I am so impressed with Sheena Cameron’s book, Teaching Reading Comprehension Strategies a practical classroom guide, that I will continue to share some of her wisdom.
Introducing and teaching comprehension strategies
Cameron has adapted a model from Duke and Pearson (2002) for introducing and teaching comprehension strategies in the classroom. She includes five components:
- An explicit description of the strategy, which includes when and how it should be used – in the gradual release of responsibility this is part of the I do it stage.
- Teacher modelling of the strategy in action – again this is part of the I do it stage.
- Collaborative use of the strategy in action – we do it stage.
- Guided practice using the strategy with gradual release of responsibility – this could fit both in the we do it and the you do it together stage depending on where the students are at.
- Independent use of the strategy – you do it alone.
Cameron mentions how important is to be modelling strategies to students of all ages. She stresses the importance of preparation prior to modelling and that sticky notes can be helpful prompts. Once the preparation is done the first time, it is easy to use multiple times. Her advice is to begin collecting texts that are suitable to model particular strategies.
She also mentions the use of think-alouds (Davey,1983) as being a simple but extremely effective technique. This helps those who struggle with reading. They can hear and see what a good reader does when making meaning from text. It is also important that students practise think-alouds – as teachers we can quickly find out what students are thinking and how they are using the various strategies.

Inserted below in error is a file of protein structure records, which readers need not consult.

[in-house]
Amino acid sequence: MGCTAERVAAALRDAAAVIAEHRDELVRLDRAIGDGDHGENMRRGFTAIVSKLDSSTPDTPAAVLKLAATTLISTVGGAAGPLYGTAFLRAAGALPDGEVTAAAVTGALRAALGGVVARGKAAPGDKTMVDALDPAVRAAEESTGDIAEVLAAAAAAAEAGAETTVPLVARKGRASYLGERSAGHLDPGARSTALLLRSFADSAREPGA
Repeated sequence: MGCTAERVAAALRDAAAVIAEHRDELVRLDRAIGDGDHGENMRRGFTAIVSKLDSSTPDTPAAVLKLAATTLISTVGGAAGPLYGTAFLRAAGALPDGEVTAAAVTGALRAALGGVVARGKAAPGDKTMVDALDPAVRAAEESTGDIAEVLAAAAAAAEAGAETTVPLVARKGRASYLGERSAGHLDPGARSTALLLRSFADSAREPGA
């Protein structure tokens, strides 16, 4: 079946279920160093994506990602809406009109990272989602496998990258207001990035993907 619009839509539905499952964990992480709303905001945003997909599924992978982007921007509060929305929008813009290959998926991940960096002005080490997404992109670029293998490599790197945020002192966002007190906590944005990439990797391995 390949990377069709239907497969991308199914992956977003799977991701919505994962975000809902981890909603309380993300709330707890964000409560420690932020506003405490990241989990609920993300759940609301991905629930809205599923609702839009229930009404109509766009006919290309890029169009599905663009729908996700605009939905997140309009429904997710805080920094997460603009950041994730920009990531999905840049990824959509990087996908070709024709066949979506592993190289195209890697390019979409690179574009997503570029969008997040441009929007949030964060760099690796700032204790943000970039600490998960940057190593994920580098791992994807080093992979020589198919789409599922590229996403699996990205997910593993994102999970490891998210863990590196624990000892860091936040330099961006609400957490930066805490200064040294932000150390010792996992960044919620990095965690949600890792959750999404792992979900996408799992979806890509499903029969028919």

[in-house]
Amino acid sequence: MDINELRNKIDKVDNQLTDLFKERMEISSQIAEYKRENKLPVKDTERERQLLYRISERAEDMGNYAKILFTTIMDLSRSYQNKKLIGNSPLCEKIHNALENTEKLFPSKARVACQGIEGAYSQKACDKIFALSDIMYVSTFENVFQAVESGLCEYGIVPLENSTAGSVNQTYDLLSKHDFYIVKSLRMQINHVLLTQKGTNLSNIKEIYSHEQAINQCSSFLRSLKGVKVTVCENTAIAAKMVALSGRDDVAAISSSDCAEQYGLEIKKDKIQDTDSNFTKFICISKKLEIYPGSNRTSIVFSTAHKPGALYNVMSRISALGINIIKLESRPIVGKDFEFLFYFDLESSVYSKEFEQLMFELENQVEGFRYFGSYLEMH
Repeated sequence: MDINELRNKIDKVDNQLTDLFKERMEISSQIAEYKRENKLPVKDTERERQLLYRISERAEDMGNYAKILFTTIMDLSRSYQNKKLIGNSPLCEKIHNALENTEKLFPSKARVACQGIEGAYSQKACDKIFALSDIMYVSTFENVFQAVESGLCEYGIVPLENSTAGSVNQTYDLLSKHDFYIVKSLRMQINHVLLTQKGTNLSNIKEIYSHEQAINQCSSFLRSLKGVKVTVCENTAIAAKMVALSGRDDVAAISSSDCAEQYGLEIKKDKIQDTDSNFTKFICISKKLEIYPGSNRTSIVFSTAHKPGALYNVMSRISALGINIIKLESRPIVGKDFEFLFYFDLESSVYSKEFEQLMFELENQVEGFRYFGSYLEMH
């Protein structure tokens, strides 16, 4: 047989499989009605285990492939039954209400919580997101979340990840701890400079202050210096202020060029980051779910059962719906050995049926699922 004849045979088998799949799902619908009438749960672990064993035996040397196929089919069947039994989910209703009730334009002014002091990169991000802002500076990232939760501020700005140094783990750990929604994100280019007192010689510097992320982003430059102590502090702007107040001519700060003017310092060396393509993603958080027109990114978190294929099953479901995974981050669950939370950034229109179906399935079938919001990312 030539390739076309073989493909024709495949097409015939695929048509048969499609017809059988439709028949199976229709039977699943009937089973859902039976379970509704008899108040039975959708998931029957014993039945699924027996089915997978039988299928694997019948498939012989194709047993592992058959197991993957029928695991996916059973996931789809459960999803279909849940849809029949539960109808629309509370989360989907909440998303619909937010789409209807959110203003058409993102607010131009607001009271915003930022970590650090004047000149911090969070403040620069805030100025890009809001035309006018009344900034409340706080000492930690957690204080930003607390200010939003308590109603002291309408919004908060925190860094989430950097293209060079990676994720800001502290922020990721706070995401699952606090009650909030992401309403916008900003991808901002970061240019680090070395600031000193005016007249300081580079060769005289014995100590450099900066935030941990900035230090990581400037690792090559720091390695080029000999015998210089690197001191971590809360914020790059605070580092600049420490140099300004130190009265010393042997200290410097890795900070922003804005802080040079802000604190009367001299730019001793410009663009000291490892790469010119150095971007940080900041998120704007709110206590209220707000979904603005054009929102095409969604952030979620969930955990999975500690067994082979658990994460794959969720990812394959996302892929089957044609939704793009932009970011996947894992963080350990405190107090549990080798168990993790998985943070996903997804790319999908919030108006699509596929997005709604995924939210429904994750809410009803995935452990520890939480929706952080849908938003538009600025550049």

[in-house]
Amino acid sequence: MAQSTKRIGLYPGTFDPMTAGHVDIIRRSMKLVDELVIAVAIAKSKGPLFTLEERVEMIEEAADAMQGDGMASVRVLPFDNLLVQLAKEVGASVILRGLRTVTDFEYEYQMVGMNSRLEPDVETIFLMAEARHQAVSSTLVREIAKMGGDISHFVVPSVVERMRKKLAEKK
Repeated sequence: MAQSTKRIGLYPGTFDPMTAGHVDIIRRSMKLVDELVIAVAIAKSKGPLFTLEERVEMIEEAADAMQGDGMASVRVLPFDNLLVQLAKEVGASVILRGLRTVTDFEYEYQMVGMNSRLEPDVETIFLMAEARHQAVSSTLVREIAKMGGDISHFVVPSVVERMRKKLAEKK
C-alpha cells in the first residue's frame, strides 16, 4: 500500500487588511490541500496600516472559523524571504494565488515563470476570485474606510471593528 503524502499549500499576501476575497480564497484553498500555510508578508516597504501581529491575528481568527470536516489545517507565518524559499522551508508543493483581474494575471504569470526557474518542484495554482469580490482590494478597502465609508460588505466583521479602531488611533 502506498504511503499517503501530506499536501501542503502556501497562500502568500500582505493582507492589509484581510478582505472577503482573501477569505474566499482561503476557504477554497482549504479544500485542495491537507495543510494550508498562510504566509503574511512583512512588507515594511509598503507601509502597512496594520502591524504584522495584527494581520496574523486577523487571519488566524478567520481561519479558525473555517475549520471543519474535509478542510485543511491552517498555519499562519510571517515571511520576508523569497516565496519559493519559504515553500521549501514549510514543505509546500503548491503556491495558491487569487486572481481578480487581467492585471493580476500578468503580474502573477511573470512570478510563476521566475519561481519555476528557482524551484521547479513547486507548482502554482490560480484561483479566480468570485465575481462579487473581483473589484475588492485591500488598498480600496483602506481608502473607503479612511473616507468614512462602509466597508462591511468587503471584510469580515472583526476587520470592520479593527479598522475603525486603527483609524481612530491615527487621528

To conclude this post, here are some of the handy hints that Cameron suggests to assist implementation of the comprehension strategies:
- Use a wide variety of materials to model: stories, textbooks, articles and visual texts such as photographs, graphs, maps and tables. I really agree with this – there are so many good, short and interesting texts out there. Find texts that fit within the learning areas of the curriculum – they provide context and teaching comprehension strategies doesn’t become an add-on.
- Plan think-alouds.
- Read the text aloud, pausing to make comments about what you are thinking (don’t this so much that the flow of the text is interrupted).
- Focus on the strategy you are teaching. If appropriate, refer to already taught strategies where applicable.
- Keep the modelling session short and sharp – hook in the students.
- Take a few opportunities to show word attack and fix-up strategies.
- Remind students that all readers get stuck sometimes, but good readers stop, clarify the problem and do something about it.
Cameron, S. (2009) Teaching Reading Comprehension Strategies a practical classroom guide